Medical students to receive training in state-of-the-art simulation lab
The Hannaford Center for Safety, Innovation and Simulation at Maine Medical Center (MMC) is an 18,000-square-foot facility that houses state-of-the-art medical learning at the hospital’s Brighton Campus in Portland. It includes operating and trauma rooms that are identical to those at Maine Med and a skills lab where students practice procedures such as stitching sutures or performing colonoscopies on sophisticated mannequins.
The simulation lab houses a dozen medical mannequins, at a cost of over $300,000 each, that mimic humans. These lifelike mannequins breathe, sweat, blink, bleed, and exhibit symptoms of minor or major injury, as well as mild to life threatening diseases – almost anything clinical staff might see in live patients. Technicians and instructors observing students from behind one-way mirrors can manipulate a mannequin by raising its blood pressure, even sending it into cardiac arrest – thus exposing learners to situations they may encounter in a real-life patient situation.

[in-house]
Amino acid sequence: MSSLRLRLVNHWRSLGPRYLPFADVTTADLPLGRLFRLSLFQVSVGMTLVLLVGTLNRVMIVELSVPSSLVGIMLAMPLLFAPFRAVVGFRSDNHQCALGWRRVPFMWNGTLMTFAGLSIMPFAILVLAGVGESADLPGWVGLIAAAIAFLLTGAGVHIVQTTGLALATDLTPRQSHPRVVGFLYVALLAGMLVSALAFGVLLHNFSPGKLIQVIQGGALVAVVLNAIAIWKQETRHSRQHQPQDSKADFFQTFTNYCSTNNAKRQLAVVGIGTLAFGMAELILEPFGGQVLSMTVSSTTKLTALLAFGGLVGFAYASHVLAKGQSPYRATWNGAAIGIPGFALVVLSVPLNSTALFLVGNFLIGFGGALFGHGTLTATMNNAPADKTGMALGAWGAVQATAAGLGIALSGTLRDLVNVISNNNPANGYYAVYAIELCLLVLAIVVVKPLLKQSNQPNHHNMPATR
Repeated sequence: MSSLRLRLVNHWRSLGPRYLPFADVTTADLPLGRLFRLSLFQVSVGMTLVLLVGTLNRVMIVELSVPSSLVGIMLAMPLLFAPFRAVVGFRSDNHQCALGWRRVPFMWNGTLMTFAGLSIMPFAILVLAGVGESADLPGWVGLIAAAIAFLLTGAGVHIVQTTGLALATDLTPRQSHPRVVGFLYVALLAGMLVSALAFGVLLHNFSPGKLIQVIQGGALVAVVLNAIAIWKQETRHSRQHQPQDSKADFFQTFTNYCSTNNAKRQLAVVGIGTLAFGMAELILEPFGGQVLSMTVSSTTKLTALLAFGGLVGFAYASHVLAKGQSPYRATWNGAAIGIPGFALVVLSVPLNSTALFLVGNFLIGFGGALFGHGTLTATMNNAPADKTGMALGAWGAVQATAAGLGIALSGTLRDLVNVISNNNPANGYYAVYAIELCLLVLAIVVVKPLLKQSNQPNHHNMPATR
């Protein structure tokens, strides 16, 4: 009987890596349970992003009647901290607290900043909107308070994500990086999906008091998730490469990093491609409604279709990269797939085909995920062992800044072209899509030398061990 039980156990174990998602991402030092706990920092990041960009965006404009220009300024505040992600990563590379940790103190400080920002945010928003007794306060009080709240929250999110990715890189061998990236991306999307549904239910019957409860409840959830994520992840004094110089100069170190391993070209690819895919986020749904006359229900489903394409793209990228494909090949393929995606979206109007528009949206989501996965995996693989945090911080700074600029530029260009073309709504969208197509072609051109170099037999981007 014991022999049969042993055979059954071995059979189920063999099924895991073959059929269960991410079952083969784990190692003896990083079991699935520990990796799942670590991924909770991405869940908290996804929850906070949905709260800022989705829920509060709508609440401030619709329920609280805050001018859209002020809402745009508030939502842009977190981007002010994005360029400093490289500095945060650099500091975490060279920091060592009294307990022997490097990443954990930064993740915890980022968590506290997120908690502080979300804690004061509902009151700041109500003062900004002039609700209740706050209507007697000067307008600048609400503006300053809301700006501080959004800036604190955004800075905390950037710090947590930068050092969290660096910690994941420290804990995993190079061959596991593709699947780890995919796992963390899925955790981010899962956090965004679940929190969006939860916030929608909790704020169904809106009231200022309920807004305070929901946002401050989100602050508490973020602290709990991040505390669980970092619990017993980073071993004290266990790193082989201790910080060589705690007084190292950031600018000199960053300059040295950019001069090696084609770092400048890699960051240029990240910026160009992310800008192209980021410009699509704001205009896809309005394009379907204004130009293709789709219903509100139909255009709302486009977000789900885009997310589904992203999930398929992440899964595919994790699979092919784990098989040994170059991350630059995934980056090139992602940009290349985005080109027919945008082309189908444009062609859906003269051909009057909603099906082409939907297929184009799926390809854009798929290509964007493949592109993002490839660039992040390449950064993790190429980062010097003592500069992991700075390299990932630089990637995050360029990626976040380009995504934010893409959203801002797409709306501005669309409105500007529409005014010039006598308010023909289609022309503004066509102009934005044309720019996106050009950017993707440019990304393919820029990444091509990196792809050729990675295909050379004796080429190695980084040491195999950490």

The center also includes patient rooms where students can build their patient communication skills and develop a patient- and family-centered bedside manner. Actors are used to portray patients, and are trained to behave or respond in specific ways during “patient exams.”
The $5.82 million facility was made possible in part by a $500,000 donation from The Hannaford Charitable Foundation. Only a handful of hospitals in the nation have similar facilities housed in one comprehensive location.
“A simulation center offers many benefits to learners,” says Randy Darby, MD, director of Medical Simulation at Maine Medical Center, who notes that pilots use similar technology to learn or sharpen their flying skills. “Simulation training provides a safe, efficient method to apply medical knowledge and get clinical experience in a virtual environment. Although the environment is controlled, it’s very realistic, and provides an experience very similar to what learners will encounter with real patients. In addition, if students want additional practice inserting a breathing tube, for example, they’ll be able to hone her skill at the simulation center, and be significantly more proficient when a real-life situation arises.”